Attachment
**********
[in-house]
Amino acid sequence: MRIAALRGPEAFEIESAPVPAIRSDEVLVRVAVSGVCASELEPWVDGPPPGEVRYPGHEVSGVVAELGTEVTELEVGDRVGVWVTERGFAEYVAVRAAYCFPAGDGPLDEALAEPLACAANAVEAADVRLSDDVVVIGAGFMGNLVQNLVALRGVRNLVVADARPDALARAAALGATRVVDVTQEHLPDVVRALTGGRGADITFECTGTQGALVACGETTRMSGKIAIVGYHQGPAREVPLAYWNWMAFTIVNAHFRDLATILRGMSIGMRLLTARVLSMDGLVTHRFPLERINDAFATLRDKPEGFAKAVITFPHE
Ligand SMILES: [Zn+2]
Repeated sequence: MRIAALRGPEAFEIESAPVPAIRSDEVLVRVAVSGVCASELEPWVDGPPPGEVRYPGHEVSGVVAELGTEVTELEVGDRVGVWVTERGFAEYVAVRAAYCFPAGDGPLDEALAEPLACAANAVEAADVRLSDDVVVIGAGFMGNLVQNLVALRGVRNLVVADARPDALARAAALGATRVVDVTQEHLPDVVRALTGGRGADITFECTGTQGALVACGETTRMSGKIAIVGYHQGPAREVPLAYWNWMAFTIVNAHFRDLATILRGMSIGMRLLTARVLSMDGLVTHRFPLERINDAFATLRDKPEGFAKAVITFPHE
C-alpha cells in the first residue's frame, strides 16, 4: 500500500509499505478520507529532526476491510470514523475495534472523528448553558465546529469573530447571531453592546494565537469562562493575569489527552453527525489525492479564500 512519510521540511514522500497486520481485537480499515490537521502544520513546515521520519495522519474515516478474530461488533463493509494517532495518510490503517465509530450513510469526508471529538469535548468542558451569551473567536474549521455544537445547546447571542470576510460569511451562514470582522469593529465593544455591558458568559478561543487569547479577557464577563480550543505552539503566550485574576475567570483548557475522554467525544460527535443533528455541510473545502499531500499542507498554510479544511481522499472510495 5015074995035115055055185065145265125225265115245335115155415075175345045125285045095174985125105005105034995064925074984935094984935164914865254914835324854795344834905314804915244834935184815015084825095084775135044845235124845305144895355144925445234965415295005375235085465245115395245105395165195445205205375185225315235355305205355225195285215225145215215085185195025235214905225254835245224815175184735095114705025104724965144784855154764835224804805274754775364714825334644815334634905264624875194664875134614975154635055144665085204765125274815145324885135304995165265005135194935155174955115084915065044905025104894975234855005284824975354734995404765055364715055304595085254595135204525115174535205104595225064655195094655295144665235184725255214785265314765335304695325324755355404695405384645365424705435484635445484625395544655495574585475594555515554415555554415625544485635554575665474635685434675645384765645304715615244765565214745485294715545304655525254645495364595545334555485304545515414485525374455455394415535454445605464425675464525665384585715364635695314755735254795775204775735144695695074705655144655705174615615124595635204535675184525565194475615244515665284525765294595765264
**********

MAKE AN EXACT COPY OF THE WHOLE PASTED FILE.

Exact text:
[in-house]
Amino acid sequence: MRIAALRGPEAFEIESAPVPAIRSDEVLVRVAVSGVCASELEPWVDGPPPGEVRYPGHEVSGVVAELGTEVTELEVGDRVGVWVTERGFAEYVAVRAAYCFPAGDGPLDEALAEPLACAANAVEAADVRLSDDVVVIGAGFMGNLVQNLVALRGVRNLVVADARPDALARAAALGATRVVDVTQEHLPDVVRALTGGRGADITFECTGTQGALVACGETTRMSGKIAIVGYHQGPAREVPLAYWNWMAFTIVNAHFRDLATILRGMSIGMRLLTARVLSMDGLVTHRFPLERINDAFATLRDKPEGFAKAVITFPHE
Ligand SMILES: [Zn+2]
Repeated sequence: MRIAALRGPEAFEIESAPVPAIRSDEVLVRVAVSGVCASELEPWVDGPPPGEVRYPGHEVSGVVAELGTEVTELEVGDRVGVWVTERGFAEYVAVRAAYCFPAGDGPLDEALAEPLACAANAVEAADVRLSDDVVVIGAGFMGNLVQNLVALRGVRNLVVADARPDALARAAALGATRVVDVTQEHLPDVVRALTGGRGADITFECTGTQGALVACGETTRMSGKIAIVGYHQGPAREVPLAYWNWMAFTIVNAHFRDLATILRGMSIGMRLLTARVLSMDGLVTHRFPLERINDAFATLRDKPEGFAKAVITFPHE
C-alpha cells in the first residue's frame, strides 16, 4: 500500500509499505478520507529532526476491510470514523475495534472523528448553558465546529469573530447571531453592546494565537469562562493575569489527552453527525489525492479564500 512519510521540511514522500497486520481485537480499515490537521502544520513546515521520519495522519474515516478474530461488533463493509494517532495518510490503517465509530450513510469526508471529538469535548468542558451569551473567536474549521455544537445547546447571542470576510460569511451562514470582522469593529465593544455591558458568559478561543487569547479577557464577563480550543505552539503566550485574576475567570483548557475522554467525544460527535443533528455541510473545502499531500499542507498554510479544511481522499472510495 5015074995035115055055185065145265125225265115245335115155415075175345045125285045095174985125105005105034995064925074984935094984935164914865254914835324854795344834905314804915244834935184815015084825095084775135044845235124845305144895355144925445234965415295005375235085465245115395245105395165195445205205375185225315235355305205355225195285215225145215215085185195025235214905225254835245224815175184735095114705025104724965144784855154764835224804805274754775364714825334644815334634905264624875194664875134614975154635055144665085204765125274815145324885135304995165265005135194935155174955115084915065044905025104894975234855005284824975354734995404765055364715055304595085254595135204525115174535205104595225064655195094655295144665235184725255214785265314765335304695325324755355404695405384645365424705435484635445484625395544655495574585475594555515554415555554415625544485635554575665474635685434675645384765645304715615244765565214745485294715545304655525254645495364595545334555485304545515414485525374455455394415535454445605464425675464525665384585715364635695314755735254795775204775735144695695074705655144655705174615615124595635204535675184525565194475615244515665284525765294595765264